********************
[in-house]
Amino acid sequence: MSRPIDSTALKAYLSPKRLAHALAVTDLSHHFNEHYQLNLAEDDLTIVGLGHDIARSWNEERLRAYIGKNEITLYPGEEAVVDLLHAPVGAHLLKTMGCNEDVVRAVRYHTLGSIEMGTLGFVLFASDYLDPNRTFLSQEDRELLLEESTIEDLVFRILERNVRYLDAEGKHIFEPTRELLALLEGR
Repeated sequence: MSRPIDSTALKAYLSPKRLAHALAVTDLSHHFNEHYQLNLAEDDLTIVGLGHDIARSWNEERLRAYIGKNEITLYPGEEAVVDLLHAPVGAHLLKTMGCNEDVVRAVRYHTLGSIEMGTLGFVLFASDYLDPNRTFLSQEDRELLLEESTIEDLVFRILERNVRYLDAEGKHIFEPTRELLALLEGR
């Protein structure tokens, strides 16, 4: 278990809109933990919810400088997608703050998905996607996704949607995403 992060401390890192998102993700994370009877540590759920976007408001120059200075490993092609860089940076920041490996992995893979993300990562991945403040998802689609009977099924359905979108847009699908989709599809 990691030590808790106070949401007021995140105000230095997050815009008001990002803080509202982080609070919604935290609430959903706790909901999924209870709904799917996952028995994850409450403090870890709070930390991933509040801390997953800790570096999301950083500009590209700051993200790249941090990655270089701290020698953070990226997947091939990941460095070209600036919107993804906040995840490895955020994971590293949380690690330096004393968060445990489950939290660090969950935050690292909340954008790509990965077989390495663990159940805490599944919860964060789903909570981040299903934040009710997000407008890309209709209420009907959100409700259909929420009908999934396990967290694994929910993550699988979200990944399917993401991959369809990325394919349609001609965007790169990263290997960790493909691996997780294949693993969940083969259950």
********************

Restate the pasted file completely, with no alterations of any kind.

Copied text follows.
[in-house]
Amino acid sequence: MSRPIDSTALKAYLSPKRLAHALAVTDLSHHFNEHYQLNLAEDDLTIVGLGHDIARSWNEERLRAYIGKNEITLYPGEEAVVDLLHAPVGAHLLKTMGCNEDVVRAVRYHTLGSIEMGTLGFVLFASDYLDPNRTFLSQEDRELLLEESTIEDLVFRILERNVRYLDAEGKHIFEPTRELLALLEGR
Repeated sequence: MSRPIDSTALKAYLSPKRLAHALAVTDLSHHFNEHYQLNLAEDDLTIVGLGHDIARSWNEERLRAYIGKNEITLYPGEEAVVDLLHAPVGAHLLKTMGCNEDVVRAVRYHTLGSIEMGTLGFVLFASDYLDPNRTFLSQEDRELLLEESTIEDLVFRILERNVRYLDAEGKHIFEPTRELLALLEGR
């Protein structure tokens, strides 16, 4: 278990809109933990919810400088997608703050998905996607996704949607995403 992060401390890192998102993700994370009877540590759920976007408001120059200075490993092609860089940076920041490996992995893979993300990562991945403040998802689609009977099924359905979108847009699908989709599809 990691030590808790106070949401007021995140105000230095997050815009008001990002803080509202982080609070919604935290609430959903706790909901999924209870709904799917996952028995994850409450403090870890709070930390991933509040801390997953800790570096999301950083500009590209700051993200790249941090990655270089701290020698953070990226997947091939990941460095070209600036919107993804906040995840490895955020994971590293949380690690330096004393968060445990489950939290660090969950935050690292909340954008790509990965077989390495663990159940805490599944919860964060789903909570981040299903934040009710997000407008890309209709209420009907959100409700259909929420009908999934396990967290694994929910993550699988979200990944399917993401991959369809990325394919349609001609965007790169990263290997960790493909691996997780294949693993969940083969259950």